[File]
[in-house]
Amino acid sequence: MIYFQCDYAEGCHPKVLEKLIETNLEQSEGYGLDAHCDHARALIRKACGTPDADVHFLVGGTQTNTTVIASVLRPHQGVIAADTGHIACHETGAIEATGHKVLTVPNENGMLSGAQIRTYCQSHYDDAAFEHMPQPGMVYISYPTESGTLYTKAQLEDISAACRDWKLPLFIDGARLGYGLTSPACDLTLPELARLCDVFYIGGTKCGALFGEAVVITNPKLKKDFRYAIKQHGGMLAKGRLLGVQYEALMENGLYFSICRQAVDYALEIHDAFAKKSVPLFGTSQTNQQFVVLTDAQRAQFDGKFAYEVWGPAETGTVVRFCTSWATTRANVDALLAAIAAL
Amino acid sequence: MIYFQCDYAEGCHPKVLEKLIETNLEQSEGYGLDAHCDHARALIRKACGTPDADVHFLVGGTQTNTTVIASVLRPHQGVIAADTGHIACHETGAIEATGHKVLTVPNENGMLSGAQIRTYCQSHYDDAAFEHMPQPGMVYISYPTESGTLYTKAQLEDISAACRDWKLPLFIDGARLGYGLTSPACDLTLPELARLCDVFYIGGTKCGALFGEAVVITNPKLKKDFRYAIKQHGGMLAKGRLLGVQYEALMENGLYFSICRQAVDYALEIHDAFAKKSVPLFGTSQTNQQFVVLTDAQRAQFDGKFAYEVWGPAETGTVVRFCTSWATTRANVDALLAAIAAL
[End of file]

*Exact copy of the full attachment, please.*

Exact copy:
[in-house]
Amino acid sequence: MIYFQCDYAEGCHPKVLEKLIETNLEQSEGYGLDAHCDHARALIRKACGTPDADVHFLVGGTQTNTTVIASVLRPHQGVIAADTGHIACHETGAIEATGHKVLTVPNENGMLSGAQIRTYCQSHYDDAAFEHMPQPGMVYISYPTESGTLYTKAQLEDISAACRDWKLPLFIDGARLGYGLTSPACDLTLPELARLCDVFYIGGTKCGALFGEAVVITNPKLKKDFRYAIKQHGGMLAKGRLLGVQYEALMENGLYFSICRQAVDYALEIHDAFAKKSVPLFGTSQTNQQFVVLTDAQRAQFDGKFAYEVWGPAETGTVVRFCTSWATTRANVDALLAAIAAL
Amino acid sequence: MIYFQCDYAEGCHPKVLEKLIETNLEQSEGYGLDAHCDHARALIRKACGTPDADVHFLVGGTQTNTTVIASVLRPHQGVIAADTGHIACHETGAIEATGHKVLTVPNENGMLSGAQIRTYCQSHYDDAAFEHMPQPGMVYISYPTESGTLYTKAQLEDISAACRDWKLPLFIDGARLGYGLTSPACDLTLPELARLCDVFYIGGTKCGALFGEAVVITNPKLKKDFRYAIKQHGGMLAKGRLLGVQYEALMENGLYFSICRQAVDYALEIHDAFAKKSVPLFGTSQTNQQFVVLTDAQRAQFDGKFAYEVWGPAETGTVVRFCTSWATTRANVDALLAAIAAL